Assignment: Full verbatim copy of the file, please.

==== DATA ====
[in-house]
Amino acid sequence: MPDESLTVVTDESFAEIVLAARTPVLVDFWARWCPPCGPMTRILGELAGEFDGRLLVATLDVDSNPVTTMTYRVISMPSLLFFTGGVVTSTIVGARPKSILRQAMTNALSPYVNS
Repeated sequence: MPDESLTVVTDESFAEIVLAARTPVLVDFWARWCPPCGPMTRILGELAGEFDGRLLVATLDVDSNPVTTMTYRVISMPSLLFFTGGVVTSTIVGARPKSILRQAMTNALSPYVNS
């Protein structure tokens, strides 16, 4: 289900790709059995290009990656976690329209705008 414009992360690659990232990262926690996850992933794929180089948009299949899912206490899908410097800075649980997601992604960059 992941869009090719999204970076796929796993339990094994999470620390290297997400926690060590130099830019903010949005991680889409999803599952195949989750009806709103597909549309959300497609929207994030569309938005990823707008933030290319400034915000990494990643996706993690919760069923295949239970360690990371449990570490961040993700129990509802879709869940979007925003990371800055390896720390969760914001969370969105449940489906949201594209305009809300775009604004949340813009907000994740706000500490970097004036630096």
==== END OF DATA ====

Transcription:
[in-house]
Amino acid sequence: MPDESLTVVTDESFAEIVLAARTPVLVDFWARWCPPCGPMTRILGELAGEFDGRLLVATLDVDSNPVTTMTYRVISMPSLLFFTGGVVTSTIVGARPKSILRQAMTNALSPYVNS
Repeated sequence: MPDESLTVVTDESFAEIVLAARTPVLVDFWARWCPPCGPMTRILGELAGEFDGRLLVATLDVDSNPVTTMTYRVISMPSLLFFTGGVVTSTIVGARPKSILRQAMTNALSPYVNS
């Protein structure tokens, strides 16, 4: 289900790709059995290009990656976690329209705008 414009992360690659990232990262926690996850992933794929180089948009299949899912206490899908410097800075649980997601992604960059 992941869009090719999204970076796929796993339990094994999470620390290297997400926690060590130099830019903010949005991680889409999803599952195949989750009806709103597909549309959300497609929207994030569309938005990823707008933030290319400034915000990494990643996706993690919760069923295949239970360690990371449990570490961040993700129990509802879709869940979007925003990371800055390896720390969760914001969370969105449940489906949201594209305009809300775009604004949340813009907000994740706000500490970097004036630096």